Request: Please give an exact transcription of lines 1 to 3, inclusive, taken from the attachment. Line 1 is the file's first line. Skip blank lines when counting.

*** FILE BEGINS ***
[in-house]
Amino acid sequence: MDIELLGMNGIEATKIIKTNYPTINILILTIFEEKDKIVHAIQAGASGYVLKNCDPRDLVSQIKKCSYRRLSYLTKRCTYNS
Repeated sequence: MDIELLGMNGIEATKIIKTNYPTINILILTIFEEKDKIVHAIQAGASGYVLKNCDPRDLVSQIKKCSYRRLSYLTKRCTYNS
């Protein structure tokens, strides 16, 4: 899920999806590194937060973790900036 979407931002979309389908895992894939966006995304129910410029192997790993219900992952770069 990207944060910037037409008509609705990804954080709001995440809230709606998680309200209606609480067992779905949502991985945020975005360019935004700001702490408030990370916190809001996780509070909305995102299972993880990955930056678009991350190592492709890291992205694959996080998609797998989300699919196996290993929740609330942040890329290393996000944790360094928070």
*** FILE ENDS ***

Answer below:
[in-house]
Amino acid sequence: MDIELLGMNGIEATKIIKTNYPTINILILTIFEEKDKIVHAIQAGASGYVLKNCDPRDLVSQIKKCSYRRLSYLTKRCTYNS
Repeated sequence: MDIELLGMNGIEATKIIKTNYPTINILILTIFEEKDKIVHAIQAGASGYVLKNCDPRDLVSQIKKCSYRRLSYLTKRCTYNS